The population of the Italian Republic (Italy) is approximately 60.46 million people. In 2018, utilities used natural gas (50.9%), renewable energy (39.8%) and coal (9.3%) to generate electricity in Italy. The primary sources of renewable energy in Italy are hydropower, biomass, solar, and wind.
As a member of the European Union (EU), Italy must comply with the “2030 Framework for Climate and Energy.” The framework mandates all EU countries cut greenhouse gas emissions by 40% by 2030 from 1990 levels and use renewable energy to generate 27% of the country’s electrical power.
Italy has reduced greenhouse gas emissions by moving from coal-fueled power plants to renewable energy. The government plans to increase the country’s total renewable energy capacity from 34,500 MW in 2017 to over 63,000 MW in 2030.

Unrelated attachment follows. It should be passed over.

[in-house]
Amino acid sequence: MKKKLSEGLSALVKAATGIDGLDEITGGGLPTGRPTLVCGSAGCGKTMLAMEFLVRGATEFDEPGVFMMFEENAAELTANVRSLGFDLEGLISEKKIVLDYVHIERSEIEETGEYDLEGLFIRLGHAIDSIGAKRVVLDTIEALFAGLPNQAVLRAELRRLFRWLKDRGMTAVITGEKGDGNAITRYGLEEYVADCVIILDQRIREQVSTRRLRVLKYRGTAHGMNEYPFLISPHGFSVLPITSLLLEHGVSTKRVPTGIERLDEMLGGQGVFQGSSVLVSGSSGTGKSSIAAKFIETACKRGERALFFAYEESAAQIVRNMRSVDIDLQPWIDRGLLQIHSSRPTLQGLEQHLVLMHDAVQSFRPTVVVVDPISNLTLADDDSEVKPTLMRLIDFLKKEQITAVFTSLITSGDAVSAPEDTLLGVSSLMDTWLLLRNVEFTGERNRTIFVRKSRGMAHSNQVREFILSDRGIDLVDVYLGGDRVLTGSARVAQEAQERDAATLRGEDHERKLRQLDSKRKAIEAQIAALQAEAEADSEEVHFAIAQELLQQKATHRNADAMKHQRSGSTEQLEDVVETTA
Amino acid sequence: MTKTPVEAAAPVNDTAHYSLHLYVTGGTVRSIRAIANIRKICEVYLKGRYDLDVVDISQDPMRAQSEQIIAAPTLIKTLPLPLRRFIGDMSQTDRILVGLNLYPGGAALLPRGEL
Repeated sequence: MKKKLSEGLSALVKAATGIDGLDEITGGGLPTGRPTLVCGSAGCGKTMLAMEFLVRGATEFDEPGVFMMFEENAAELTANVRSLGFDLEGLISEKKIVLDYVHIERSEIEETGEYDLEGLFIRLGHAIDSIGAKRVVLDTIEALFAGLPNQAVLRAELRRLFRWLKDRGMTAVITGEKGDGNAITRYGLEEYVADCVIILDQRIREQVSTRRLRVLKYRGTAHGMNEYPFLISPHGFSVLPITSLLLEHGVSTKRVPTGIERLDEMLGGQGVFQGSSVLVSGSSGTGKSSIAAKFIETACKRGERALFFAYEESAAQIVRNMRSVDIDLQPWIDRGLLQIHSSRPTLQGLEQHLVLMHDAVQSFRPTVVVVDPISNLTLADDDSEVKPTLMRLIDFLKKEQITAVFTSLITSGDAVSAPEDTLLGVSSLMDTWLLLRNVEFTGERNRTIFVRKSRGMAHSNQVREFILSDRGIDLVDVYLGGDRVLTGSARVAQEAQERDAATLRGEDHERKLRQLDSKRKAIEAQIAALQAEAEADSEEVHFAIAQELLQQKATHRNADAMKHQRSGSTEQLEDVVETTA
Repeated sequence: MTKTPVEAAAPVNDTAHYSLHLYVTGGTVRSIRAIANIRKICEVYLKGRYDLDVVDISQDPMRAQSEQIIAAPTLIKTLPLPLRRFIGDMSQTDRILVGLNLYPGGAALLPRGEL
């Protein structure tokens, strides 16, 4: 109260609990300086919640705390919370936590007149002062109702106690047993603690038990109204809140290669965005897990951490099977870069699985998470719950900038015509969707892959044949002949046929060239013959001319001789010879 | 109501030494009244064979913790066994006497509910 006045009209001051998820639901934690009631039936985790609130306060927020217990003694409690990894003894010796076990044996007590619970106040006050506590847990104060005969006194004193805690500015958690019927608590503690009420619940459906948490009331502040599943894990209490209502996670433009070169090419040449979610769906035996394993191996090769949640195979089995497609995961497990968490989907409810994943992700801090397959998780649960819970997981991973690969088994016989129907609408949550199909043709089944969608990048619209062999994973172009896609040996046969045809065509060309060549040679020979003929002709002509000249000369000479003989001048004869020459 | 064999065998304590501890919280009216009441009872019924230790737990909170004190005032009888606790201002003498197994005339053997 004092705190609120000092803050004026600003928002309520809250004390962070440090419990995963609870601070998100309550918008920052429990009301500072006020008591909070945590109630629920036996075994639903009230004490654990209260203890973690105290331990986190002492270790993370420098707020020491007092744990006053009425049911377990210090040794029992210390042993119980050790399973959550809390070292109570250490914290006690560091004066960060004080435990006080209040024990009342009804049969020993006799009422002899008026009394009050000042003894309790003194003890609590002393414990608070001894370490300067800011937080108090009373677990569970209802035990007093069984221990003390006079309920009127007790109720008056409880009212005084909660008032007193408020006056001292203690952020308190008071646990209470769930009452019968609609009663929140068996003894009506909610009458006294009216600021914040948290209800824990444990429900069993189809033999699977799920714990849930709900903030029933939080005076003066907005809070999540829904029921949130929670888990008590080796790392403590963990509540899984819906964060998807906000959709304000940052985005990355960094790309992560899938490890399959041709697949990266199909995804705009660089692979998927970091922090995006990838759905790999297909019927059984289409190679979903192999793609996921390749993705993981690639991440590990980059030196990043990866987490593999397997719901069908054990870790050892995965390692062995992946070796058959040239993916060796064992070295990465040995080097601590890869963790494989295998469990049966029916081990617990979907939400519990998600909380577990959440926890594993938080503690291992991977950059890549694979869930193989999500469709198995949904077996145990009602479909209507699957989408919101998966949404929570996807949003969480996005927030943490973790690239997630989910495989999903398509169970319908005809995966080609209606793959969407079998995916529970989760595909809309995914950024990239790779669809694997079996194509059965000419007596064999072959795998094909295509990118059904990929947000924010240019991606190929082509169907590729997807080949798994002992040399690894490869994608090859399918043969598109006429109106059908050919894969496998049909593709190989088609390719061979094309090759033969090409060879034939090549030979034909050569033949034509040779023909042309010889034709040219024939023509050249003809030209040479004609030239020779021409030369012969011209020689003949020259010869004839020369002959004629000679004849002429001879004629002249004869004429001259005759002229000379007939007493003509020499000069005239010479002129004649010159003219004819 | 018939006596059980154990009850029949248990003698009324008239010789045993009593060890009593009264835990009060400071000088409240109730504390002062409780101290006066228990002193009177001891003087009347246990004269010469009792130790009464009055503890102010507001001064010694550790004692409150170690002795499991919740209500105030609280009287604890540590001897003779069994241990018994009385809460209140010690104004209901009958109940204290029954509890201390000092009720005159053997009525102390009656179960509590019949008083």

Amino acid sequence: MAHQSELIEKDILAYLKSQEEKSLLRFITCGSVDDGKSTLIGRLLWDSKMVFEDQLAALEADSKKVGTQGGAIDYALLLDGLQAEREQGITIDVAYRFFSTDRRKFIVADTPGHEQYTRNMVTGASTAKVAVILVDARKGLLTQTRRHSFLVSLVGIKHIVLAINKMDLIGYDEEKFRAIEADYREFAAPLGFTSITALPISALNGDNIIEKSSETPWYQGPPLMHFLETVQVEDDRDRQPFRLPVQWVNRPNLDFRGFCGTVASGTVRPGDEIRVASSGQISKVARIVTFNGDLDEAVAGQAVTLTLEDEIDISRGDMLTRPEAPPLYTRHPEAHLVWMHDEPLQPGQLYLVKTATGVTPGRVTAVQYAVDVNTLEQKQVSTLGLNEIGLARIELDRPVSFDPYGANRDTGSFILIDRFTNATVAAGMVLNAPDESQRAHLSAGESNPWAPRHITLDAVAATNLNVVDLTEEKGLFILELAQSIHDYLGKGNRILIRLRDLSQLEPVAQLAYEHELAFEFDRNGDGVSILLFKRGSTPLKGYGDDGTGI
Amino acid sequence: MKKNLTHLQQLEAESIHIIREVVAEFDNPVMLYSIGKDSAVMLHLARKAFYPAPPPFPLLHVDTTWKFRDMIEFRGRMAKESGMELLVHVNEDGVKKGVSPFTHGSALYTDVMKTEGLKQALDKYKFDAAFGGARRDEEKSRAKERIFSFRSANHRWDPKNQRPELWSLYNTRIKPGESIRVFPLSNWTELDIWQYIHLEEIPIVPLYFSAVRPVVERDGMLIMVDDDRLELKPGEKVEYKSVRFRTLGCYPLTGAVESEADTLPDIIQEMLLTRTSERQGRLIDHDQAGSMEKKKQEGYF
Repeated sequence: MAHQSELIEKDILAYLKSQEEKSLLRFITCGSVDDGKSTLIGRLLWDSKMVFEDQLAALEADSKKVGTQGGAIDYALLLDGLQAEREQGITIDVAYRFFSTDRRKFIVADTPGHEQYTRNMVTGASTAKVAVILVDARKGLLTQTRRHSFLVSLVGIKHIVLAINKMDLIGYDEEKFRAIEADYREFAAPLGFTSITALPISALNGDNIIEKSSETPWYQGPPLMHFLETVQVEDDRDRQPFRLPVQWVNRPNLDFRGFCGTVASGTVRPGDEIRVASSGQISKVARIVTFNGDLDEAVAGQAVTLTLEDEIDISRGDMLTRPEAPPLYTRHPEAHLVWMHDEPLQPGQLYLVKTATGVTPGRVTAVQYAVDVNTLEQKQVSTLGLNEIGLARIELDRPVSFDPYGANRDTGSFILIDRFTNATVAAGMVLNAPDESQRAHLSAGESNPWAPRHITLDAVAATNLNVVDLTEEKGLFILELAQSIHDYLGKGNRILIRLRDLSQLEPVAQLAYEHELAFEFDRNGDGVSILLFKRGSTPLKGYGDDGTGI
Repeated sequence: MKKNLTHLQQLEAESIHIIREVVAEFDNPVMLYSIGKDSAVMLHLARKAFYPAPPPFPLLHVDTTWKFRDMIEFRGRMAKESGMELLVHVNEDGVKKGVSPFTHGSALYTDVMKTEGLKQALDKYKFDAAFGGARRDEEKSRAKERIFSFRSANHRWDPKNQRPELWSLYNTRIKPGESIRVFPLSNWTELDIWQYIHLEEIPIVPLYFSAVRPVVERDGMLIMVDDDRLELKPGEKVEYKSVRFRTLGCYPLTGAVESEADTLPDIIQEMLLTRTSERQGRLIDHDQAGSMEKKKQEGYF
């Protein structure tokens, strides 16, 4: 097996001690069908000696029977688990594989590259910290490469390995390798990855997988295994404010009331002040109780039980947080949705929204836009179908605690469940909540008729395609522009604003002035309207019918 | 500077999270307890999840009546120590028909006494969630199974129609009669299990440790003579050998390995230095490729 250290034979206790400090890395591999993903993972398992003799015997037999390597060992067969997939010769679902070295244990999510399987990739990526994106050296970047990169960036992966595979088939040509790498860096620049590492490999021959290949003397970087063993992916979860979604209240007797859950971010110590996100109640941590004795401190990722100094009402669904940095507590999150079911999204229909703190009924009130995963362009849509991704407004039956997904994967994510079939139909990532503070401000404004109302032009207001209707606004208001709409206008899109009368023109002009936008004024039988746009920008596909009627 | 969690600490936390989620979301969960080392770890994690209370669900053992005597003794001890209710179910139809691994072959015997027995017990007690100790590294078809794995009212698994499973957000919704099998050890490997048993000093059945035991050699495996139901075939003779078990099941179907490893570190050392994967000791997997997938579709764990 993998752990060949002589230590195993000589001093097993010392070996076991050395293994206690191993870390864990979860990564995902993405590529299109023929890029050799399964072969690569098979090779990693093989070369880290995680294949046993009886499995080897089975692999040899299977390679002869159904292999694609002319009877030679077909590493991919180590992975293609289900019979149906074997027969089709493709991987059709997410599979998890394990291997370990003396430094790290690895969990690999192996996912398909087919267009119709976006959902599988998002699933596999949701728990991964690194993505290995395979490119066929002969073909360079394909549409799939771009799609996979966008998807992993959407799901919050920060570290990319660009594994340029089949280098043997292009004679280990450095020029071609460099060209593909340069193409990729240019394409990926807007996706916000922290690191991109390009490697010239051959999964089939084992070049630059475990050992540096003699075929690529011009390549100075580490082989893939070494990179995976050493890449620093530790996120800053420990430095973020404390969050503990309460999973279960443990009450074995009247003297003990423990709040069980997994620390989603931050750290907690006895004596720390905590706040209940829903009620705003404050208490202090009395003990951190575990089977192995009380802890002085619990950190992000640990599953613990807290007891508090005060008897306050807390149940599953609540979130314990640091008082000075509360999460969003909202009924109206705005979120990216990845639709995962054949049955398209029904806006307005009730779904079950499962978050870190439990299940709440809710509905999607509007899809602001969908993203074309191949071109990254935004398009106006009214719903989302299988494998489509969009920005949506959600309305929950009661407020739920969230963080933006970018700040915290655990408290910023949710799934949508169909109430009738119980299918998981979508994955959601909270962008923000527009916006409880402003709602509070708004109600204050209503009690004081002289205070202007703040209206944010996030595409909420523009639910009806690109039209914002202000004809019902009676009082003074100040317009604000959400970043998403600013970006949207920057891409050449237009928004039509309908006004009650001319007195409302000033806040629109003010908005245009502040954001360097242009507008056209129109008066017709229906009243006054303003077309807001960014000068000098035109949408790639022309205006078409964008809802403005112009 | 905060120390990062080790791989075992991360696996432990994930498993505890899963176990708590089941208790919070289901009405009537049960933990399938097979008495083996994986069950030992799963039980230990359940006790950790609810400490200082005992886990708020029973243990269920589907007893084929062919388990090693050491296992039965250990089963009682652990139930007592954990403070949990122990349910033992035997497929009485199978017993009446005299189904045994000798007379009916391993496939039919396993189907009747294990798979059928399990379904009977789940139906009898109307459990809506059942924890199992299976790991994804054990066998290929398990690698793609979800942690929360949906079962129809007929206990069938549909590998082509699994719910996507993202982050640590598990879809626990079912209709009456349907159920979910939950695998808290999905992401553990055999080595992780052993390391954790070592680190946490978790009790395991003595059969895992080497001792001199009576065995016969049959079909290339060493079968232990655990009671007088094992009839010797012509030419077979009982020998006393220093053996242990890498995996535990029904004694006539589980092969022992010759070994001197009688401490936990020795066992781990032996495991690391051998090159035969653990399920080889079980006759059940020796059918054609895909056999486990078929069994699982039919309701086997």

Italy’s largest energy company, Enel Group has also committed to the reducing the country’s greenhouse gas emissions. The company has announced plans to develop 700 MW capacity of new renewable energy projects by 2022. Enel Group’s current projects include the construction of two, utility scale wind farms and power enhancement of existing hydroelectric plants.
Italy has implemented energy policies that have reduced greenhouse gas emissions and also improved the economy. Italy imports the majority of their coal and natural gas, which contributes to the country’s staggering debt. Moving from imported fossil fuels to renewable energy improved Italy’s economy and also reduced the cost of electricity.
Website – “Our Energy Conundrum”